Your Family Might Not Want Your Stuff

Your Family Might Not Want Your Stuff article image

Your Family Might Not Want Your Stuff Contributed by: Mindi K. Cooper, Estate Planning Coordinator

A few months ago, my family and I were visiting my 92-year-old great-grandmother. Her health had started to decline, and we wanted to spend some time with her while we still had the chance.

Mommom Jeanne was an interesting lady and loved all things fashion. She worked for Strawbridge and Clothier Department store in the shoe department and always had the trendiest new shoes. While we were visiting, Mommom insisted that I look through her closet and that I could have anything I wanted. I tried telling her that I didn’t need anything, and the time spent with her was what mattered most to me.

She went on and on about other things she had that she wanted me, my sister, and my mom to take. With Mommom working in the retail industry most of her career, she had accumulated a lot of stuff! Despite our profession, we all do that – we accumulate so much stuff over the course of our lives. Mommom’s tried and true sparkly blazer isn’t quite my style, but she thinks I’d look amazing in it. And those loafers from 1989 were probably the hottest shoe back then but not something I’d like to have in my closet today.

In our work, we see so many younger generations who are faced with their loved ones’ tangible stuff and who are so often uninterested in keeping it. Although they appreciate the love in the gesture of passing it down to them, they rarely find the same value in the items that the original owner felt. Their disinterest in the items reflects different opinions of hobbies, different lifestyles, differing amounts of storage space at home, or a discomfort with what it takes to maintain the item. We’ve experienced our clients not wanting to receive “stuff” from the likes of baseball card collections and fine chinaware to lawnmowers.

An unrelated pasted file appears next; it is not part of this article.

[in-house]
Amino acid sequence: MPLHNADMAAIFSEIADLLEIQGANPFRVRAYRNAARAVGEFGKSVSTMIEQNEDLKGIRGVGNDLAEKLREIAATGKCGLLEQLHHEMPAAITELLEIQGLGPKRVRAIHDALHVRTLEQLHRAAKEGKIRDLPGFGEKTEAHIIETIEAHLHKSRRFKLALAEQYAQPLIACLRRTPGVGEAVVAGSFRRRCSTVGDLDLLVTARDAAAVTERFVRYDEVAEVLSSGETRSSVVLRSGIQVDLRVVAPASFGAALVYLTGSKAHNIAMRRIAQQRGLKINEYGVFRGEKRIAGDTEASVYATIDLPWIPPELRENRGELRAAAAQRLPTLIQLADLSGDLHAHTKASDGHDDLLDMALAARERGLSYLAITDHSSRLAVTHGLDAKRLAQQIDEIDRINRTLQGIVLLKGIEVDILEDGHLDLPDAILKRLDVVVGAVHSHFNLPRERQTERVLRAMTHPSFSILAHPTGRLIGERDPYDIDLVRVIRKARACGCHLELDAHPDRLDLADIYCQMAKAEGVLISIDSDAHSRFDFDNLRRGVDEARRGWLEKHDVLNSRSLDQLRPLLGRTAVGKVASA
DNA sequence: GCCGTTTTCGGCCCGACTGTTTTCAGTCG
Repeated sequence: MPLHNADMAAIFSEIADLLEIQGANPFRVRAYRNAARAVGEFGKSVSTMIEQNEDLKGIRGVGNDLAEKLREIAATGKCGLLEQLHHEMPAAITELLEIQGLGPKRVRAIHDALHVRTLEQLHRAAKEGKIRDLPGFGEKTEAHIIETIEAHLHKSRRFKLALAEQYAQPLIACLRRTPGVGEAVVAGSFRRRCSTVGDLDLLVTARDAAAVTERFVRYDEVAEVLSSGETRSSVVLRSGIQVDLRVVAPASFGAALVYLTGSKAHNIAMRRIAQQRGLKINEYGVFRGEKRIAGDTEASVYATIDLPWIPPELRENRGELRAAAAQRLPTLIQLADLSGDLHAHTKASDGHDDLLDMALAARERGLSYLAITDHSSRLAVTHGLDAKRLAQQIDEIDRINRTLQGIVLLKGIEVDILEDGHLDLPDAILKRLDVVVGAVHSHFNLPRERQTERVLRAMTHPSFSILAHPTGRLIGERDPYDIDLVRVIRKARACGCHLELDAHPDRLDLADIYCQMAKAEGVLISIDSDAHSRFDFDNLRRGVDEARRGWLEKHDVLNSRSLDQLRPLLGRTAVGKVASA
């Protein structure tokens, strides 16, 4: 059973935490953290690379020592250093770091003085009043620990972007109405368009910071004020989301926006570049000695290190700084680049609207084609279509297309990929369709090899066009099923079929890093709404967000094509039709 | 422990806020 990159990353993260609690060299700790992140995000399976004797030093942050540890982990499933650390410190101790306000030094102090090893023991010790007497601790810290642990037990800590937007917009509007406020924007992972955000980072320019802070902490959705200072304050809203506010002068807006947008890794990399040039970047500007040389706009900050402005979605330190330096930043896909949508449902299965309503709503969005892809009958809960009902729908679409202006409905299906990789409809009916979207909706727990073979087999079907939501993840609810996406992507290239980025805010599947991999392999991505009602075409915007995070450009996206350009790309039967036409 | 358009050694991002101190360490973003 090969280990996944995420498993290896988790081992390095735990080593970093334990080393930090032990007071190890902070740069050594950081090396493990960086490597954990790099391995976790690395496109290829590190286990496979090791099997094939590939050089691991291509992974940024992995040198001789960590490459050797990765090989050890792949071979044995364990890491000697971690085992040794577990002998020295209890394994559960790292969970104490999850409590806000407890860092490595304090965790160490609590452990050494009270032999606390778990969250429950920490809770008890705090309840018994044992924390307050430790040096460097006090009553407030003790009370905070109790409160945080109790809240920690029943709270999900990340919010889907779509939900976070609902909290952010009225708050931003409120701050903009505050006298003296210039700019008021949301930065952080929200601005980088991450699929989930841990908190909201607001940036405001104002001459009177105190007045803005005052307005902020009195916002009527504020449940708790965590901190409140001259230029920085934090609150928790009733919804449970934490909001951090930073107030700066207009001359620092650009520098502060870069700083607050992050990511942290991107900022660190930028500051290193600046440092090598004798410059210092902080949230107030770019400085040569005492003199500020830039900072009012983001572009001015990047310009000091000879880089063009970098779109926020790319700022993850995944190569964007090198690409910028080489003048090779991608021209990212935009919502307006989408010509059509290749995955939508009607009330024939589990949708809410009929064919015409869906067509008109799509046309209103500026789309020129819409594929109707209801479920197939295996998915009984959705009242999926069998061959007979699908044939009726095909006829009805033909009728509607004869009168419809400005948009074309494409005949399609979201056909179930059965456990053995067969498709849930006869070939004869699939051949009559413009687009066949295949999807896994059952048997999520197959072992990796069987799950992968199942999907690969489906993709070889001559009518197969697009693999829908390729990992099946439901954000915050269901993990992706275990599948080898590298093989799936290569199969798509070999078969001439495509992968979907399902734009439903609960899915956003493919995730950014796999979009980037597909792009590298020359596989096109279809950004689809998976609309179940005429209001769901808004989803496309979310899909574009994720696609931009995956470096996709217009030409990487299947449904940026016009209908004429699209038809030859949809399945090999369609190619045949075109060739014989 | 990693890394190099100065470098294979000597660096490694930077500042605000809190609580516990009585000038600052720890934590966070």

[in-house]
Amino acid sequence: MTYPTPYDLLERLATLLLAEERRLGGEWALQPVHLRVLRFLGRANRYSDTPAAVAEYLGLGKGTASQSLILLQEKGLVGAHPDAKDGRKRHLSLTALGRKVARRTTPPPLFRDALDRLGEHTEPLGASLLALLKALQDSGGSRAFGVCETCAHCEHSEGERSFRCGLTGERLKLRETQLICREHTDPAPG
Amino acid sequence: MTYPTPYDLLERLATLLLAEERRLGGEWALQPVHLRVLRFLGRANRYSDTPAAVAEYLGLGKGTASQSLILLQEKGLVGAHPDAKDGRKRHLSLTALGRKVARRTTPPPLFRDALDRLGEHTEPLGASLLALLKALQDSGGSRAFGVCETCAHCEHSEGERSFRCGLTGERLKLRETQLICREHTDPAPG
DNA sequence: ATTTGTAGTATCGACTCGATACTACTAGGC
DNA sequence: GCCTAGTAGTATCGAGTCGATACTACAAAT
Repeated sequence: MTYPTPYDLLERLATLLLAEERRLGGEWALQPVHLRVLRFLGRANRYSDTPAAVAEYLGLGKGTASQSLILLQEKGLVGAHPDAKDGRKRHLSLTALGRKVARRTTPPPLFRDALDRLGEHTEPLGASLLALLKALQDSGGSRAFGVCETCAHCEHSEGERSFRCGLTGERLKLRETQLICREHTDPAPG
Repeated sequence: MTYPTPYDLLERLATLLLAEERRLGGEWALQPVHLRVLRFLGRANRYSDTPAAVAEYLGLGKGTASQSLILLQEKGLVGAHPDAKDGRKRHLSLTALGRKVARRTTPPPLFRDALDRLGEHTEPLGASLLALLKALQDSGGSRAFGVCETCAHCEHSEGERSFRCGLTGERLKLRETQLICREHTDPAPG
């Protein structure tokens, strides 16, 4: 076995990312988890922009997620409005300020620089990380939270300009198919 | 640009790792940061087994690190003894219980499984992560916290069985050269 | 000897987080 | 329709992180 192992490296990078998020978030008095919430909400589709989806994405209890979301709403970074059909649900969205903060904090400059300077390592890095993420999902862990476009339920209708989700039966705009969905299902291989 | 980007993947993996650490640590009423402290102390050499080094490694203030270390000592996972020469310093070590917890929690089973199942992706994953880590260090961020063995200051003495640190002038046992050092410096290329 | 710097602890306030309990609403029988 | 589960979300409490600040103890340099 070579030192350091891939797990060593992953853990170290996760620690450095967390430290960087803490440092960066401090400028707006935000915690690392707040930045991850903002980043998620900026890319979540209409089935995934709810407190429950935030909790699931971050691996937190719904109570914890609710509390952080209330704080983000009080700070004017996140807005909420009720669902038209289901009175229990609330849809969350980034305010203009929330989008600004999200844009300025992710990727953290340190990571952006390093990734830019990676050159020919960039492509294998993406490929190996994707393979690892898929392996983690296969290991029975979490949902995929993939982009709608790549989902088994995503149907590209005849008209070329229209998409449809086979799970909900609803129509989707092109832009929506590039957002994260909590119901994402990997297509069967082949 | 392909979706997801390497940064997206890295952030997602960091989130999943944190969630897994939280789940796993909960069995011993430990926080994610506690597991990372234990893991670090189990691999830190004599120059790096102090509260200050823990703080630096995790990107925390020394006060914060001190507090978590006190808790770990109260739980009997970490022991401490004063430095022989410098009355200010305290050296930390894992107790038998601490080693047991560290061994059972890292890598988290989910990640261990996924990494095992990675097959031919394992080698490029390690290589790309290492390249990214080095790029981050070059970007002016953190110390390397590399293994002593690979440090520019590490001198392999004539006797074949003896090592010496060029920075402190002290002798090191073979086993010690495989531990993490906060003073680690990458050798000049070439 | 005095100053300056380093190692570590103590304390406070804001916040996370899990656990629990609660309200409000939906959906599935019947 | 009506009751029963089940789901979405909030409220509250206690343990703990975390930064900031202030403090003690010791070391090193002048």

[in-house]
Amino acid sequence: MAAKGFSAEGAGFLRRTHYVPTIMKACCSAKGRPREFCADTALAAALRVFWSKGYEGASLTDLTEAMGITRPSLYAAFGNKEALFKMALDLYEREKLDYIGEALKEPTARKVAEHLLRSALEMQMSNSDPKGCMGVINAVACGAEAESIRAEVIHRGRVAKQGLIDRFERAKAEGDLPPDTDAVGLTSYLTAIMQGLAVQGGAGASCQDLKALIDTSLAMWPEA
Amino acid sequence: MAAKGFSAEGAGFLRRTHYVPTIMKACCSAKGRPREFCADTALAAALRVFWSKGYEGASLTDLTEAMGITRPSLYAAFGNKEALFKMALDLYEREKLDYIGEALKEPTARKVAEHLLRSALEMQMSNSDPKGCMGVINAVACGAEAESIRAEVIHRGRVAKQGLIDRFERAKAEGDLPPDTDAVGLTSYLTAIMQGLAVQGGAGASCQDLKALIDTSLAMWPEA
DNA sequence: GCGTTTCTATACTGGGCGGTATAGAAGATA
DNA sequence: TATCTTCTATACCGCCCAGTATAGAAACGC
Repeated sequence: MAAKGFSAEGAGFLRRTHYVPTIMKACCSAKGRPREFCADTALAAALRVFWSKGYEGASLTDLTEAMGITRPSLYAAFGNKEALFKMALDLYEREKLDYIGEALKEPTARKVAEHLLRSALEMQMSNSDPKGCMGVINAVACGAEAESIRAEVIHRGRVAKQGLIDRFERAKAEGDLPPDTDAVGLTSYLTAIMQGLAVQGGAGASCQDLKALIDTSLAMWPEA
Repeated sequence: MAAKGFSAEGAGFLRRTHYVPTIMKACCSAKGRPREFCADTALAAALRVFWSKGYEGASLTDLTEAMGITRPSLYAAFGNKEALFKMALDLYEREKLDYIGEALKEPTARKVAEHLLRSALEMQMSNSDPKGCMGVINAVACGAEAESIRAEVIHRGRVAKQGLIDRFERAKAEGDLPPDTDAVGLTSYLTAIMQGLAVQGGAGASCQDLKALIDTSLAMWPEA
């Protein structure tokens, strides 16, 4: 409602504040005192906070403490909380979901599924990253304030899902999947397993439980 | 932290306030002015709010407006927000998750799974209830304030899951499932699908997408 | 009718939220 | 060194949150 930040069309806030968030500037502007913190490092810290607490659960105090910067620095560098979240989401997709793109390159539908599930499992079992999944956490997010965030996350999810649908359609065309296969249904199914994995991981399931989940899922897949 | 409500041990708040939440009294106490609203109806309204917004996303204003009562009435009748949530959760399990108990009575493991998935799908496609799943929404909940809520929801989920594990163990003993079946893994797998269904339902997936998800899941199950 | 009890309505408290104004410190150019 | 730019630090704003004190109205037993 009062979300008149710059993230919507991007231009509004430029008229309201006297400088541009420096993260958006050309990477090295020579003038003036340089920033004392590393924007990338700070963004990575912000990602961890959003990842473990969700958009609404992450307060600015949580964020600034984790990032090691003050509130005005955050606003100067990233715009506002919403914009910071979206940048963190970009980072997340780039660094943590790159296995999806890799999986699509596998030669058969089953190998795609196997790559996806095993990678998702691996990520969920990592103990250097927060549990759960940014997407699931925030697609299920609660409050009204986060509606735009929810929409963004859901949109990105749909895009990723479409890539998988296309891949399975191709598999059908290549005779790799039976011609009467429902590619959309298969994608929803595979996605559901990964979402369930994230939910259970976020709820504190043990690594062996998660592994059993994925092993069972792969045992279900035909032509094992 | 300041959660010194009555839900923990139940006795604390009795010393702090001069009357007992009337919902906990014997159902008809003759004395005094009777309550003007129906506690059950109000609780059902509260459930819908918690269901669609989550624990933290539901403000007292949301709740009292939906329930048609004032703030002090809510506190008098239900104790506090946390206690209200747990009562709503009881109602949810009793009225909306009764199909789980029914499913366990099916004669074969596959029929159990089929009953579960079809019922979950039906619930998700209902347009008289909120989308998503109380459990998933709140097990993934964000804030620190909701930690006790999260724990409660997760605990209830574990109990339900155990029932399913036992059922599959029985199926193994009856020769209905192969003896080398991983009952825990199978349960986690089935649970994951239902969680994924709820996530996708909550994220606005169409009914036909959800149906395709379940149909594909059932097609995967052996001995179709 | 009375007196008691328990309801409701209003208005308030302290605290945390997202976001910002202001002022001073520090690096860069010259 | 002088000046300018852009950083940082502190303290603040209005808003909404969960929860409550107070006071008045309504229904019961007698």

It’s important to have a conversation about the things you would like to leave to your loved ones while you’re still able. An experienced elder law and estate planning attorney could help you incorporate a Personal Property Memorandum into your planning. This estate planning tool is used to list tangible personal property like furniture, jewelry, décor, clothing, etc. and assign the specific person or people you want to receive it. This document can be edited over time without the need for signing formalities like witnessing and notarization.

We encourage our clients to work on the memorandum with family members. The activity serves the purpose of documenting the owner’s wish for what happens to the item and might capture feedback about a recipient not being interested in keeping the item. Some families find both perspectives helpful. More importantly, it gives the older adult an opportunity to share history on the items, which can so often mean more to the loved ones than the physical item itself.

Mommom Jeanne did this with us. She shared stories about specific pieces, and even though I didn’t want the sparkly black blazer, I enjoyed hearing about her wearing it and loving it. She was always the best at telling stories and would remember every possible detail. Mommom Jeanne passed away just a few weeks after our last visit. I’ll always remember her sass, spunk, and very stylish shoes.

Have the conversation. It’ll make for good memories while you’re rummaging through old things.